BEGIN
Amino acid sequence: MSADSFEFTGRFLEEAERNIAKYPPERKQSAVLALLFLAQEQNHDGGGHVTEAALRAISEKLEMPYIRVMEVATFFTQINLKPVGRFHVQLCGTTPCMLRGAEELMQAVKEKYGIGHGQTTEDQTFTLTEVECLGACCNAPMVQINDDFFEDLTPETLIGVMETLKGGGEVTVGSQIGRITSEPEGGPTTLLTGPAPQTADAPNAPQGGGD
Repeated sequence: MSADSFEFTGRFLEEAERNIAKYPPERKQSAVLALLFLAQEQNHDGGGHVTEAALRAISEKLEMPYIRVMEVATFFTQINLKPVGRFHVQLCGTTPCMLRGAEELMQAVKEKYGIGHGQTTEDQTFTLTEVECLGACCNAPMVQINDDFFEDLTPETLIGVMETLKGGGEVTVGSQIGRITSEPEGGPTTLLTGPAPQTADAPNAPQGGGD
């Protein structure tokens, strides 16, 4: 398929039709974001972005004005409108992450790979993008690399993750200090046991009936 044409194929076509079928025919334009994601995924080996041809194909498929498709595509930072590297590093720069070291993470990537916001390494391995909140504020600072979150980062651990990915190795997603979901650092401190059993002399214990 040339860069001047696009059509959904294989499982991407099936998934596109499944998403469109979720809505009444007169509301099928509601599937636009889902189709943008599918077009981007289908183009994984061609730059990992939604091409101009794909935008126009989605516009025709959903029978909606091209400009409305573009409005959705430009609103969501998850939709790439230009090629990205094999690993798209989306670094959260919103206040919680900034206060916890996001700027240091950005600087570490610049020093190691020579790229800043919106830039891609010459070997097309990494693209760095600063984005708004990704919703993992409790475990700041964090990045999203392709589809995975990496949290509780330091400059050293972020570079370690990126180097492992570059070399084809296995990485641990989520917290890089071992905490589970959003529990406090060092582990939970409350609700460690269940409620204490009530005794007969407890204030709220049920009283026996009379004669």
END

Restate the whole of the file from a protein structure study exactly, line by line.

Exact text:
Amino acid sequence: MSADSFEFTGRFLEEAERNIAKYPPERKQSAVLALLFLAQEQNHDGGGHVTEAALRAISEKLEMPYIRVMEVATFFTQINLKPVGRFHVQLCGTTPCMLRGAEELMQAVKEKYGIGHGQTTEDQTFTLTEVECLGACCNAPMVQINDDFFEDLTPETLIGVMETLKGGGEVTVGSQIGRITSEPEGGPTTLLTGPAPQTADAPNAPQGGGD
Repeated sequence: MSADSFEFTGRFLEEAERNIAKYPPERKQSAVLALLFLAQEQNHDGGGHVTEAALRAISEKLEMPYIRVMEVATFFTQINLKPVGRFHVQLCGTTPCMLRGAEELMQAVKEKYGIGHGQTTEDQTFTLTEVECLGACCNAPMVQINDDFFEDLTPETLIGVMETLKGGGEVTVGSQIGRITSEPEGGPTTLLTGPAPQTADAPNAPQGGGD
């Protein structure tokens, strides 16, 4: 398929039709974001972005004005409108992450790979993008690399993750200090046991009936 044409194929076509079928025919334009994601995924080996041809194909498929498709595509930072590297590093720069070291993470990537916001390494391995909140504020600072979150980062651990990915190795997603979901650092401190059993002399214990 040339860069001047696009059509959904294989499982991407099936998934596109499944998403469109979720809505009444007169509301099928509601599937636009889902189709943008599918077009981007289908183009994984061609730059990992939604091409101009794909935008126009989605516009025709959903029978909606091209400009409305573009409005959705430009609103969501998850939709790439230009090629990205094999690993798209989306670094959260919103206040919680900034206060916890996001700027240091950005600087570490610049020093190691020579790229800043919106830039891609010459070997097309990494693209760095600063984005708004990704919703993992409790475990700041964090990045999203392709589809995975990496949290509780330091400059050293972020570079370690990126180097492992570059070399084809296995990485641990989520917290890089071992905490589970959003529990406090060092582990939970409350609700460690269940409620204490009530005794007969407890204030709220049920009283026996009379004669």